It is not a shocking revelation that the list of driving distractions seems to grow with each passing year. Certainly, every new cell phone that is released contains an iterative technological advance that serves as yet another potential distraction. From texting to watching videos to personal grooming, there are innumerable activities that can pull a driver’s attention from the road.
Unfortunately, one of the most common behind-the-wheel actions is deceptively dangerous.
A multitude of studies have gathered data regarding some alarming statistics. For example:
- According to a Lytx study, a driver who is eating or drinking is 3.6 times more likely to be in a motor vehicle crash than drivers not engaged in that activity.
- The National Highway Traffic Safety Administration estimates that eating or drinking increases the likelihood of a crash or near-miss by nearly 39 percent.
Typically, distractions fall into three categories: manual, visual or cognitive. Some actions, like texting, cross over into all three categories. Additionally, eating will likely fall into two if not all three categories making it a serious, deadly distraction.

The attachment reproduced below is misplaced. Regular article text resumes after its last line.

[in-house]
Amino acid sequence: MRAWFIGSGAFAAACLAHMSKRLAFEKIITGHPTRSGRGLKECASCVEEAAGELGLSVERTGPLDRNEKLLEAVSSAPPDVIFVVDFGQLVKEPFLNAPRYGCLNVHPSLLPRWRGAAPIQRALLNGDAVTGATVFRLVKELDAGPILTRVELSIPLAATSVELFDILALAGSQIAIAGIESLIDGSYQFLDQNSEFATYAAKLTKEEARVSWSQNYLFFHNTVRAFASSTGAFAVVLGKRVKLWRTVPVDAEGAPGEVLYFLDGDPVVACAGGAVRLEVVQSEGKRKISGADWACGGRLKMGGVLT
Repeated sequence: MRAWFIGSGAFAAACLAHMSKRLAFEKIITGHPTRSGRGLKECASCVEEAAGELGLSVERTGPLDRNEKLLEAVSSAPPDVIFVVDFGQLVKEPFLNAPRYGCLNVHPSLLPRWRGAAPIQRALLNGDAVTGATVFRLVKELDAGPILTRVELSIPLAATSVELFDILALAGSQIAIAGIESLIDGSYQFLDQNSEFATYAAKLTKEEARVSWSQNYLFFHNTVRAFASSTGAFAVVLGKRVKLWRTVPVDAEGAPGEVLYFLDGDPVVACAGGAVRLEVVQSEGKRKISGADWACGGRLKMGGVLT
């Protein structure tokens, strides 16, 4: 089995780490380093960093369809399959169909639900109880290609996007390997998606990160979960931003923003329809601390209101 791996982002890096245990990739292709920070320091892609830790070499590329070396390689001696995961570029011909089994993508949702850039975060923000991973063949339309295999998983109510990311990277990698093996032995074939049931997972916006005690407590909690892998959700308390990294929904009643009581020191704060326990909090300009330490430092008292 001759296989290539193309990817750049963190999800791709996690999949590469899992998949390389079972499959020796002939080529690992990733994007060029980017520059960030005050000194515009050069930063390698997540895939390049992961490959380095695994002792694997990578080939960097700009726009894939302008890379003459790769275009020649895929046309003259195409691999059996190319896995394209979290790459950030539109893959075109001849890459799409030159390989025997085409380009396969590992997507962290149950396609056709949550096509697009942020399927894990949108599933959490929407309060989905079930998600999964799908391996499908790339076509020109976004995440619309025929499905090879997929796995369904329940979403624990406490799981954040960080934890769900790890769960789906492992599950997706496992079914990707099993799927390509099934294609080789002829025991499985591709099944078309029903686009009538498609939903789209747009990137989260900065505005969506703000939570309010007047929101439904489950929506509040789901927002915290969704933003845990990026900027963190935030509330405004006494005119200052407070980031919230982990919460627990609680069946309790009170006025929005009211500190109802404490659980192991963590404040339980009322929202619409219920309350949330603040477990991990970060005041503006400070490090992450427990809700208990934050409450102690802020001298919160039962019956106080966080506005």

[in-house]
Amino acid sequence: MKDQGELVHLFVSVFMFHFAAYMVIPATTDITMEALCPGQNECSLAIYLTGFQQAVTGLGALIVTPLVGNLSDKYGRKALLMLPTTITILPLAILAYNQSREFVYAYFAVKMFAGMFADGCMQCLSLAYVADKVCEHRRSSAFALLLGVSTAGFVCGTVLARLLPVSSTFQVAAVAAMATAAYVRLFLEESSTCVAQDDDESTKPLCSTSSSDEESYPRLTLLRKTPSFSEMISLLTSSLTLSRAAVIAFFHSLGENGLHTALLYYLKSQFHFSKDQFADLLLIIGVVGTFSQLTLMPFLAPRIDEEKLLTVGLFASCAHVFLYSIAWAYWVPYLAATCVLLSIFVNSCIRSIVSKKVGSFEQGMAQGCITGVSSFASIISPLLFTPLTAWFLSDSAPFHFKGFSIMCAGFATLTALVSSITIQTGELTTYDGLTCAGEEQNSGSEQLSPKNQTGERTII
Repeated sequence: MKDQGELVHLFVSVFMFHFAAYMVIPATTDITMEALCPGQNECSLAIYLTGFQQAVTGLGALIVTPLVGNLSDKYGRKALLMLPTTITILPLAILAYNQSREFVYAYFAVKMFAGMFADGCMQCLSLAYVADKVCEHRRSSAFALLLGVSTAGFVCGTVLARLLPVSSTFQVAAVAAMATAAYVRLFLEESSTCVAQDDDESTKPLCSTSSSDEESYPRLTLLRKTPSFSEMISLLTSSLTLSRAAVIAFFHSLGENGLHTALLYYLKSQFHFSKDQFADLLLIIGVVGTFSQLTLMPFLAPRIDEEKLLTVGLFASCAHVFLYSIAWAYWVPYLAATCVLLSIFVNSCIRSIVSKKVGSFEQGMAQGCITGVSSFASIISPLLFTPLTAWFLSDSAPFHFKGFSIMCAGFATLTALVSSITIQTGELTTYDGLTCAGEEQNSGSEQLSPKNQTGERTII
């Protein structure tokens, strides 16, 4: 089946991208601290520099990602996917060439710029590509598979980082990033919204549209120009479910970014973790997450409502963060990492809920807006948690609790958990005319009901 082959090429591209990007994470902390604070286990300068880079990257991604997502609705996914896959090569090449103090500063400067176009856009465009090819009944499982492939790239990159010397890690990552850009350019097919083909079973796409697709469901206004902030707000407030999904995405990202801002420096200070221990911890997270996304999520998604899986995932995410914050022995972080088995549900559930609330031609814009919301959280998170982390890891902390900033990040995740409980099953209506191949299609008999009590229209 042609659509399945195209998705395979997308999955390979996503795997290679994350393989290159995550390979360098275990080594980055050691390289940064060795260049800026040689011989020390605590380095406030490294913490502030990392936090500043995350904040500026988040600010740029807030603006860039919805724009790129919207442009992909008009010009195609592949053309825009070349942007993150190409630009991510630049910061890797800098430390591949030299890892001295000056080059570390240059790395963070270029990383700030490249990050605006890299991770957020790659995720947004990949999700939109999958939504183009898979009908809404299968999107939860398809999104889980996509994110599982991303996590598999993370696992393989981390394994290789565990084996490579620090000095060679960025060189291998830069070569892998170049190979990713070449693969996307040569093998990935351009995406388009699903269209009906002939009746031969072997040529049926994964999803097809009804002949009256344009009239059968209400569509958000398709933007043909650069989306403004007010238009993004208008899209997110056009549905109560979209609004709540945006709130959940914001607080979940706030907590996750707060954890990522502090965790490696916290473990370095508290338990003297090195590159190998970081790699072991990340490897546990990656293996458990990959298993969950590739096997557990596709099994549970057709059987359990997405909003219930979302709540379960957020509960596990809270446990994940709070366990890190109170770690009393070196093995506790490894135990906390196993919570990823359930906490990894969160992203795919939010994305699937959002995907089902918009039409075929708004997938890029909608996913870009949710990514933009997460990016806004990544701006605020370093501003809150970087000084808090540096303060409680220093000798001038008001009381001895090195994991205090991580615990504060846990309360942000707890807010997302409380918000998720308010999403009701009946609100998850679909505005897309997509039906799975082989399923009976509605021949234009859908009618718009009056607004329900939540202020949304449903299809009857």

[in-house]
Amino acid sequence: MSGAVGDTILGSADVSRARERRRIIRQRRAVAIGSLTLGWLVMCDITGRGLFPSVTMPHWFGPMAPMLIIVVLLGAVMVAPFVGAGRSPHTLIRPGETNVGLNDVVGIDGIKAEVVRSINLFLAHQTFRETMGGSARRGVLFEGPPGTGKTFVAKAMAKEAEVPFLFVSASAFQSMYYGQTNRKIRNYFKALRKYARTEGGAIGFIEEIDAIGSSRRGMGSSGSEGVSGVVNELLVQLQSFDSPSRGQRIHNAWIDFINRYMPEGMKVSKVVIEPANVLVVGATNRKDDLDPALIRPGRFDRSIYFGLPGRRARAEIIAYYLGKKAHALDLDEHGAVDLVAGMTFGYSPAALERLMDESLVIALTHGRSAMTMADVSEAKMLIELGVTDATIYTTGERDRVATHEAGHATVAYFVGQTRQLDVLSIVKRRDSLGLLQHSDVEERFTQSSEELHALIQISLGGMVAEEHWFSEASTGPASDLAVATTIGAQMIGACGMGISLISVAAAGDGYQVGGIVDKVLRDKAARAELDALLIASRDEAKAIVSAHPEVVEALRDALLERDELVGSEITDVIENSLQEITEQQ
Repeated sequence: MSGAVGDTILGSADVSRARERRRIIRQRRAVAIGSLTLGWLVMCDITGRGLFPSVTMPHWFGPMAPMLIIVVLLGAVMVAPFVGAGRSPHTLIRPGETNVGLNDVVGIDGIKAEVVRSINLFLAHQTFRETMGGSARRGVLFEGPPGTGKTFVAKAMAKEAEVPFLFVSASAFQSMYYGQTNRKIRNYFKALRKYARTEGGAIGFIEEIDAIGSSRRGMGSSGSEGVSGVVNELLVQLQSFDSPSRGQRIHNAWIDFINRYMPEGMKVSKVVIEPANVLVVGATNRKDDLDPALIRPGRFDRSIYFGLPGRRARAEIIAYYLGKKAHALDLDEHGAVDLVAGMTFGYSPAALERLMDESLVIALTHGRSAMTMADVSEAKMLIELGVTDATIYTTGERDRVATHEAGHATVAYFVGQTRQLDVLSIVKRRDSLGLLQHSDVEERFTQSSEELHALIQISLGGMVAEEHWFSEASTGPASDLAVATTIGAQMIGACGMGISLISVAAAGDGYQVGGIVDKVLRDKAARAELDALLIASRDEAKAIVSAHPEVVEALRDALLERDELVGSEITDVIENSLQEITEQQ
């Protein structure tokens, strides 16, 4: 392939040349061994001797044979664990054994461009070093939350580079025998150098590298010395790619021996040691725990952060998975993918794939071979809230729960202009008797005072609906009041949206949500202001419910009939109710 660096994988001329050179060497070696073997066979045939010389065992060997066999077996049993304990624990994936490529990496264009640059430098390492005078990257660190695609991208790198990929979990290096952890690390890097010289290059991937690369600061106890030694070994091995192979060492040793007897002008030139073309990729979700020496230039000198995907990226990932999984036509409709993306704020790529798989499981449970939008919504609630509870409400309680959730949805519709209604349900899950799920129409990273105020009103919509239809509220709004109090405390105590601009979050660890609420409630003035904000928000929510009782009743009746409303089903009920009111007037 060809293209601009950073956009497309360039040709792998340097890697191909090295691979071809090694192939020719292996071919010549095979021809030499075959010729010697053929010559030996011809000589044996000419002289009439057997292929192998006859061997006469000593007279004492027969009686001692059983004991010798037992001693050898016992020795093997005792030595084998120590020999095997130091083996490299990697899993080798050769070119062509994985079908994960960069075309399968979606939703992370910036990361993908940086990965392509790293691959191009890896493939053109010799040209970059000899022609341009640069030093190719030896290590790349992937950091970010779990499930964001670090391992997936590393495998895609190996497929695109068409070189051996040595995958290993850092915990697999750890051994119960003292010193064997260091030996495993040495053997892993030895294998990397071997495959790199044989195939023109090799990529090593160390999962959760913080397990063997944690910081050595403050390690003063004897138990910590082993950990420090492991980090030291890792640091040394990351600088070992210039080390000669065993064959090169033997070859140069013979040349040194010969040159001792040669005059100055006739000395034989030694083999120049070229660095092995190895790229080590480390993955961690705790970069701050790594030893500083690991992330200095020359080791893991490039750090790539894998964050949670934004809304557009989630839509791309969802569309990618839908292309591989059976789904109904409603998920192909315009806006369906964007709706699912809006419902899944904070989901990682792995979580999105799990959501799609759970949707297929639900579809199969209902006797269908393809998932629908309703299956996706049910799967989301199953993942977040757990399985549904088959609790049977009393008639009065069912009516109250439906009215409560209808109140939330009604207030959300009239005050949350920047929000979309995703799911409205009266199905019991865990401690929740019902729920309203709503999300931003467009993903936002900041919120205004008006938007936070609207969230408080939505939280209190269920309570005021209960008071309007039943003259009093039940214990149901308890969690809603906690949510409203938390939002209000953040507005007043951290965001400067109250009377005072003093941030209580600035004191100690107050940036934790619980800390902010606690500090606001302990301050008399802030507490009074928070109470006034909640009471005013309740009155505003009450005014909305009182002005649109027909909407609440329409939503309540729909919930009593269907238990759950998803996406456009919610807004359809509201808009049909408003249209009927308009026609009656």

The reality is that most Americans will either eat breakfast on the drive to school, grab dinner on the way home from work or choose a mid-day snack while driving from errand to errand. Eating or drinking while behind the wheel could very well be as common as making a phone call to pass the time. The problem is that drivers don’t consider eating or drinking a distraction. It is a necessary multi-tasking event. Drinking a soda or coffee while behind the wheel is one of the most common activities seen on the road.
Distracted drivers, though, can cause some of the most destructive collisions on the road. High-speed wrecks, head-on collisions – the injuries can be severe and even fatal. If you were injured by a distracted driver, it is wise to seek legal guidance to learn more about your options.